The Academy of Nutrition and Dietetics, in conjunction with the Commission on Dietetic Registration (CDR), invited The Lewin Group to undertake an analysis of the dietetics workforce. The purpose of the workforce study was to develop a model that can project the supply and demand for both registered dietitians (RDs) and dietetic technicians, registered (DTRs) (collectively referred to as CDR-credentialed dietetics practitioners) as the result of various key drivers of change. The research team was asked to quantify key market factors where possible and to project likely paths for the evolution of workforce supply and demand, as well as to assess the implications of the findings. This article drew on the survey research conducted by Readex Research and futurist organizations such as Signature i and Trend Spot Consulting. Furthermore, members of the Dietetics Workforce Demand Task Force were a source of institutional and clinical information relevant to the credentialed dietetics workforce--including their opinions and judgment of the current state of the health care market for dietetic services, its future state, and factors affecting it, which were useful and were integrated with the objective sources of data. The model is flexible and accommodates the variation in how RDs and DTRs function in diverse practice areas. For purposes of this study and model, the dietetics workforce is composed of RDs and DTRs. This report presents the results of this workforce study and the methodology used to calculate the projected dietetics workforce supply and demand. The projections are based on historical trends and estimated future changes. Key findings of the study included the following: • The average age of all CDR-credentialed dietetics practitioners in baseline supply (2010) is 44 years; approximately 96% are women. • Approximately 55% of CDR-credentialed dietetics practitioners work in clinical dietetics. • The annual growth rate of supply of CDR

  20. Vegetarianism. New Horizons in Nutrition.

    Science.gov (United States)

    Arnold, Justine; Grogan, Jane, Ed.

    This instructional handbook is one of a series of ten packets designed to form a comprehensive course in nutrition for secondary students. This unit examines the vegetarian diet as a viable alternative, and at the same time, it introduces the topics of protein and vitamin B12. It contains a page of teaching suggestions, a pre-test for the…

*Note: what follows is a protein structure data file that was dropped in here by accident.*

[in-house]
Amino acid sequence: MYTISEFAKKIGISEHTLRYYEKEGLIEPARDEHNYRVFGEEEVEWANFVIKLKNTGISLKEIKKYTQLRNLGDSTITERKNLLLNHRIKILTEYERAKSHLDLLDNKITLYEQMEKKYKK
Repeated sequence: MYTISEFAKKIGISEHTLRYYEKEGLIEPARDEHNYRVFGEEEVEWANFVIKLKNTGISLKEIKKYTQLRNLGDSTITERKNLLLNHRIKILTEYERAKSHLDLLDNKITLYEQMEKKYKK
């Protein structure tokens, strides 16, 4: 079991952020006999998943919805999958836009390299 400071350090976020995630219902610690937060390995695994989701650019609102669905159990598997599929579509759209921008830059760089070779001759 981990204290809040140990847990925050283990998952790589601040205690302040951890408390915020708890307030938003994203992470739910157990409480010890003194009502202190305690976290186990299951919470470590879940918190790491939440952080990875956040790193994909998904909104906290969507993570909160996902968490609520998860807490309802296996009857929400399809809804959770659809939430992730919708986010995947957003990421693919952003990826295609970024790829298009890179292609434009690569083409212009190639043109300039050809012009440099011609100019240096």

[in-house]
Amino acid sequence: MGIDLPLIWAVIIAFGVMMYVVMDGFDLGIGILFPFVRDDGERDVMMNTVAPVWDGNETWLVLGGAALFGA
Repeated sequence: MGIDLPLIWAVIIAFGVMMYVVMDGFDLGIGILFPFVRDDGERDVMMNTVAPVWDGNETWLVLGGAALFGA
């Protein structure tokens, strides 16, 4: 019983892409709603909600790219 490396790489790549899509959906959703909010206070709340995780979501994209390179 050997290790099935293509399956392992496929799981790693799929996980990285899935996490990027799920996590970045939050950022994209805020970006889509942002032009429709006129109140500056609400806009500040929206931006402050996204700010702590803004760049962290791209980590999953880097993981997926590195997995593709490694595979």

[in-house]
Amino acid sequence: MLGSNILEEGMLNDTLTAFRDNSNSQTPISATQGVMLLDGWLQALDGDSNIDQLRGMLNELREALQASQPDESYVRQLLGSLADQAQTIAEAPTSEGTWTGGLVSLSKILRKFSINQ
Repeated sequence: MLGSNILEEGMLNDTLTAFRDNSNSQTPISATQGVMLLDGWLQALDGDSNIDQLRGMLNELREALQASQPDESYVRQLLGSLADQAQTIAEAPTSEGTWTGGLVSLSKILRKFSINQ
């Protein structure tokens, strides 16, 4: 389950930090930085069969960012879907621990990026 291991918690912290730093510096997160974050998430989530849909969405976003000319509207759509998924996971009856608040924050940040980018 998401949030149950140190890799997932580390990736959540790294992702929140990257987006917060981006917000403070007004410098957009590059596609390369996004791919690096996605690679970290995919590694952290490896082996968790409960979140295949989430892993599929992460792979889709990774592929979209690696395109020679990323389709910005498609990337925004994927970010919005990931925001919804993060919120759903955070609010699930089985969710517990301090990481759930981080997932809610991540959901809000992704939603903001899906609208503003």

1. Long-chain n-3 PUFA in vegetarian women: a metabolic perspective.

    Science.gov (United States)

    Burdge, Graham C; Tan, Sze-Yen; Henry, Christiani Jeyakumar

    2017-01-01

    Vegetarian diets have been associated with health benefits, but paradoxically are low in EPA and DHA which are important for development, particularly of the central nervous system, and for health. Humans have limited capacity for synthesis of EPA and DHA from α-linolenic acid, although this is greater in women than men. Oily fish and, to a lesser extent, dairy foods and meat are the primary sources of EPA and DHA in the diet. Exclusion of these foods from the diet by vegetarians is associated consistently with lower EPA and DHA status in vegetarian women compared with omnivores. The purpose of the present review was to assess the impact of low EPA and DHA status in vegetarian pregnancies on the development and health of children. EPA and DHA status was lower in breast milk and in infants of vegetarian mothers than those born to omnivore mothers, which suggests that in the absence of pre-formed dietary EPA and DHA, synthesis from α-linolenic acid is an important process in determining maternal EPA and DHA status in pregnancy. However, there have been no studies that have investigated the effect of low maternal DHA status in vegetarians on cognitive function in children. It is important to address this gap in knowledge in order to be confident that vegetarian and vegan diets during pregnancy are safe in the context of child development.